Thursday and Friday was Ixion@Cadwell 2012. Cadwell Park is a race track suited to motorcycles in the middle of rural Lincolnshire. The way it makes use of the natural landscape to form one of the UK’s most technical motorcycle circuits is to me, beautiful, I’ve loved it since I first saw it as a spectator. The event consists of a day, an evening and another day of track time in three groups (Tiggers, Piglets, Eeyores) and this was the eighth time I’ve been. As a piglet, I know my way around the circuit but am schizophrenic often showing eeyore tendencies to admire the scenery and only occasionally showing signs of the bouncy fun of the tiggers who tend to like the scenery so much they are known for engaging in close examination of it. This year they colour coordinated the wrist bands so mine was a lovely piglet pink.
The view from the clubhouse showing the track entry, the top of the mountain with the pit straight and the entry to the mountain in the background
I missed the event last year so it has been a while since I’ve been to Cadwell and I’ve not done as much riding of the Daytona as I’d like having given priority to the trail riding. Thursday was red hot sunshine. The first session is the infamous “no-brakes” drill where you ride around the circuit without touching the brakes. I love the fact you can still go over 100mph down the straight, scrub the speed off up the hill into Coppice and not have to touch the brakes, that has to be my favourite corner. I also discovered you can go around Mansfield quicker than I’ve typically done so in the past. It helped being as hot as there was no worry about any moisture affecting traction and the tyres were extremely sticky. Since I’m not commuting on the bike it does have sports compound tyres on it which helps (dual compound commuting tyres on the VFR were never as sticky).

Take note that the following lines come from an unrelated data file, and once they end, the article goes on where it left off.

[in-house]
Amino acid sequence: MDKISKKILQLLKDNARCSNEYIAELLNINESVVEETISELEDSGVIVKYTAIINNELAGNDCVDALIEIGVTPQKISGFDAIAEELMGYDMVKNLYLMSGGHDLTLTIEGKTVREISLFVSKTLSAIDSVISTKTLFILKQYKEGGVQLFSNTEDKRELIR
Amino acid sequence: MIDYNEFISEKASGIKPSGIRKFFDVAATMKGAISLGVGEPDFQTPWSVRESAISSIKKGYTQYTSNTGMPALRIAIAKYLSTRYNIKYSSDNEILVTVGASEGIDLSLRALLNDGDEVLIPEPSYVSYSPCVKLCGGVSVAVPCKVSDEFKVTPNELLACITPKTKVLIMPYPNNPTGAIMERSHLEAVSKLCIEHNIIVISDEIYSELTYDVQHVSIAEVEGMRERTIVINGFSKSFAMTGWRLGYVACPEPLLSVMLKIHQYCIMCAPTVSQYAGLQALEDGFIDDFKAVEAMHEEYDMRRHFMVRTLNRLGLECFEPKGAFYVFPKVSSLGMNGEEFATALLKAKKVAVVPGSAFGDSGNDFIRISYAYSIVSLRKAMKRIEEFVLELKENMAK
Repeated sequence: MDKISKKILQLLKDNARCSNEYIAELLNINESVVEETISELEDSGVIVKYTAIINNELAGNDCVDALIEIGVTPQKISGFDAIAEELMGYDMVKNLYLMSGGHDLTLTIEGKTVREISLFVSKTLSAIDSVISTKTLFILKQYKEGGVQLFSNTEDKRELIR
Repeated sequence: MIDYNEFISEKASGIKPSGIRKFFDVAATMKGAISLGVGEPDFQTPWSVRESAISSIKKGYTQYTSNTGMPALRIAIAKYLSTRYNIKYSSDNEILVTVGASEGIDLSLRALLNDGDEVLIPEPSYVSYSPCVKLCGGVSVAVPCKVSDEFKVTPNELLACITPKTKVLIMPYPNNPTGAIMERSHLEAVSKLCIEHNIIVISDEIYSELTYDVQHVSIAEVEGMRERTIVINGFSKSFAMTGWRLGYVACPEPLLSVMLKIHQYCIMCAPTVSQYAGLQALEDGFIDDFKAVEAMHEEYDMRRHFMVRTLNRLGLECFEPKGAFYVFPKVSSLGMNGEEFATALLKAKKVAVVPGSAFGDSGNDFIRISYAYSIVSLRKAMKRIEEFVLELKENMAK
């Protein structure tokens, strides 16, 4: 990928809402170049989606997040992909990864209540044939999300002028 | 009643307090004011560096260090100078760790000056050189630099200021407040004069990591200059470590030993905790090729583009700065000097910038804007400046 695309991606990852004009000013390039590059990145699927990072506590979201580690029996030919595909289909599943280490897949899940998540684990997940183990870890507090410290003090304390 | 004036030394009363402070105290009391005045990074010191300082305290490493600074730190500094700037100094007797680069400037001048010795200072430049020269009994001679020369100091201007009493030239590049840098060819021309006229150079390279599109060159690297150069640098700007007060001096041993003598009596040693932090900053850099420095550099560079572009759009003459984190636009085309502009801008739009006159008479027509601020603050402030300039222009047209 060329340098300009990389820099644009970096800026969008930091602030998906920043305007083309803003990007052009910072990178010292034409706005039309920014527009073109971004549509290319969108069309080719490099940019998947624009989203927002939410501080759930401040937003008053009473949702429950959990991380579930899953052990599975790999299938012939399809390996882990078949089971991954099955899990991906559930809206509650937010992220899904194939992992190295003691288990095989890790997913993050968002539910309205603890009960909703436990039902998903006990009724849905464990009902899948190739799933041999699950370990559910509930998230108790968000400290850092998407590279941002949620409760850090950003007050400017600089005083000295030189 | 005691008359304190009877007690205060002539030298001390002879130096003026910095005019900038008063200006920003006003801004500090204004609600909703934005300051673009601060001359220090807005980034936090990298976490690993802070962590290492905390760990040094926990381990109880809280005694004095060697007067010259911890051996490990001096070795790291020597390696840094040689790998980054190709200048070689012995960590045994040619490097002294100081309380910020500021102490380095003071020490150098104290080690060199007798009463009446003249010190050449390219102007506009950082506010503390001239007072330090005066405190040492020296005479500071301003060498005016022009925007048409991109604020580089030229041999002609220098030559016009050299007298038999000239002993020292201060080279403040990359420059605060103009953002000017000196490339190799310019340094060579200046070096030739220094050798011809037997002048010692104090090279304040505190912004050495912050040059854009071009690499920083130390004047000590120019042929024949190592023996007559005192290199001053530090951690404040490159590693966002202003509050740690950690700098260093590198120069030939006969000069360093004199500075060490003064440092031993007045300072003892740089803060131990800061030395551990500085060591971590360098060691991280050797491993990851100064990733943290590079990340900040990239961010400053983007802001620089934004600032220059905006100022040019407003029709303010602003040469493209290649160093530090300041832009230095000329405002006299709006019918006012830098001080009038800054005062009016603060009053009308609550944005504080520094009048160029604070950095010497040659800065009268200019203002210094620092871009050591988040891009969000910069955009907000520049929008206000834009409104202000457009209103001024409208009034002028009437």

It took some time to remind myself which gear to be in where on the track, I quickly remembered not to use first gear anywhere after I attempted it. Some corners I seemed better on (Hairpin, Mansfield), others I seem to have regressed (Charlies 1, Barn). In the first proper session I was surprised to find the front end going light over the mountain (front wheel in the air) as I hadn’t intended it and try and avoid it. The offroad riding does seem to have helped as I was much less unhappy about it than I would once have been.